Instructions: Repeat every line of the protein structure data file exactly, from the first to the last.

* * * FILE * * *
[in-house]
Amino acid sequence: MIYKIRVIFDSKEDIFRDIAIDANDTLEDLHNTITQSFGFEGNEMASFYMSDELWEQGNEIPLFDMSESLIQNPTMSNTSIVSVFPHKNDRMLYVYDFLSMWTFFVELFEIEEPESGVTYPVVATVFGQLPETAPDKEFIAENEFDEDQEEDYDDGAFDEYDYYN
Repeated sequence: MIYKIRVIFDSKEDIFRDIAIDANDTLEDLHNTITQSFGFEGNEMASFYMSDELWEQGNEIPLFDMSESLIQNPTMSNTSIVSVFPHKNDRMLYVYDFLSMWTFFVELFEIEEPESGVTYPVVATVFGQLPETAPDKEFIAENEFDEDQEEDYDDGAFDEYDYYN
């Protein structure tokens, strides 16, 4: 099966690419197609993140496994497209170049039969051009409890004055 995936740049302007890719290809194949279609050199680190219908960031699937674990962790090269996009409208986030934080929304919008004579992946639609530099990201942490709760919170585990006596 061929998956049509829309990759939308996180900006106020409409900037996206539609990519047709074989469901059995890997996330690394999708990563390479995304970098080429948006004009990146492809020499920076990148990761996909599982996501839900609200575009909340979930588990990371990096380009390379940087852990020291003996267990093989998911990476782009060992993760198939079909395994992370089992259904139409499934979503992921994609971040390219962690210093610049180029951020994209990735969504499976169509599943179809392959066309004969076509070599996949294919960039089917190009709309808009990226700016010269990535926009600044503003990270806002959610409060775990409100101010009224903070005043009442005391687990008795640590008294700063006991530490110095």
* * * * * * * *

[in-house]
Amino acid sequence: MIYKIRVIFDSKEDIFRDIAIDANDTLEDLHNTITQSFGFEGNEMASFYMSDELWEQGNEIPLFDMSESLIQNPTMSNTSIVSVFPHKNDRMLYVYDFLSMWTFFVELFEIEEPESGVTYPVVATVFGQLPETAPDKEFIAENEFDEDQEEDYDDGAFDEYDYYN
Repeated sequence: MIYKIRVIFDSKEDIFRDIAIDANDTLEDLHNTITQSFGFEGNEMASFYMSDELWEQGNEIPLFDMSESLIQNPTMSNTSIVSVFPHKNDRMLYVYDFLSMWTFFVELFEIEEPESGVTYPVVATVFGQLPETAPDKEFIAENEFDEDQEEDYDDGAFDEYDYYN
């Protein structure tokens, strides 16, 4: 099966690419197609993140496994497209170049039969051009409890004055 995936740049302007890719290809194949279609050199680190219908960031699937674990962790090269996009409208986030934080929304919008004579992946639609530099990201942490709760919170585990006596 061929998956049509829309990759939308996180900006106020409409900037996206539609990519047709074989469901059995890997996330690394999708990563390479995304970098080429948006004009990146492809020499920076990148990761996909599982996501839900609200575009909340979930588990990371990096380009390379940087852990020291003996267990093989998911990476782009060992993760198939079909395994992370089992259904139409499934979503992921994609971040390219962690210093610049180029951020994209990735969504499976169509599943179809392959066309004969076509070599996949294919960039089917190009709309808009990226700016010269990535926009600044503003990270806002959610409060775990409100101010009224903070005043009442005391687990008795640590008294700063006991530490110095």